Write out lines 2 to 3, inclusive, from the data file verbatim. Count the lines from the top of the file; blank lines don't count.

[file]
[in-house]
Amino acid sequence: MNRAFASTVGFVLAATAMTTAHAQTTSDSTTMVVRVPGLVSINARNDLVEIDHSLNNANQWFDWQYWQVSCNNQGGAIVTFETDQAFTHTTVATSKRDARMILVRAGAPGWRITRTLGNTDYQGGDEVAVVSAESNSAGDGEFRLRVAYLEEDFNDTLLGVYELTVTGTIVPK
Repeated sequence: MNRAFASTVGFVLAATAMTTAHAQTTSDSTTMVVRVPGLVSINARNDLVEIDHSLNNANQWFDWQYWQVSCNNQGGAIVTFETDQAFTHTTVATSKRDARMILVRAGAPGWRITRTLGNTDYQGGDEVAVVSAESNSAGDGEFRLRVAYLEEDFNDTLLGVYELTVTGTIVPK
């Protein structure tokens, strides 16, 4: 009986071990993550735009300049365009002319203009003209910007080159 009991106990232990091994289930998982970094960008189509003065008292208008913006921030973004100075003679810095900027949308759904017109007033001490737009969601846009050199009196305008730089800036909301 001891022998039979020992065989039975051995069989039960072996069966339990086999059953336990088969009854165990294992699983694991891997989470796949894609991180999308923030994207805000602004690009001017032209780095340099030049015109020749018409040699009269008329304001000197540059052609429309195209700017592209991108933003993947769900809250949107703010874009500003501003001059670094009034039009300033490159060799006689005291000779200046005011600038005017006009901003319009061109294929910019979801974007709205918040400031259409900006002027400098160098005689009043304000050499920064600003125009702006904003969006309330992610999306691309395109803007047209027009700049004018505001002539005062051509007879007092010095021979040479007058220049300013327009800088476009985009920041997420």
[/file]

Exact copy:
Amino acid sequence: MNRAFASTVGFVLAATAMTTAHAQTTSDSTTMVVRVPGLVSINARNDLVEIDHSLNNANQWFDWQYWQVSCNNQGGAIVTFETDQAFTHTTVATSKRDARMILVRAGAPGWRITRTLGNTDYQGGDEVAVVSAESNSAGDGEFRLRVAYLEEDFNDTLLGVYELTVTGTIVPK
Repeated sequence: MNRAFASTVGFVLAATAMTTAHAQTTSDSTTMVVRVPGLVSINARNDLVEIDHSLNNANQWFDWQYWQVSCNNQGGAIVTFETDQAFTHTTVATSKRDARMILVRAGAPGWRITRTLGNTDYQGGDEVAVVSAESNSAGDGEFRLRVAYLEEDFNDTLLGVYELTVTGTIVPK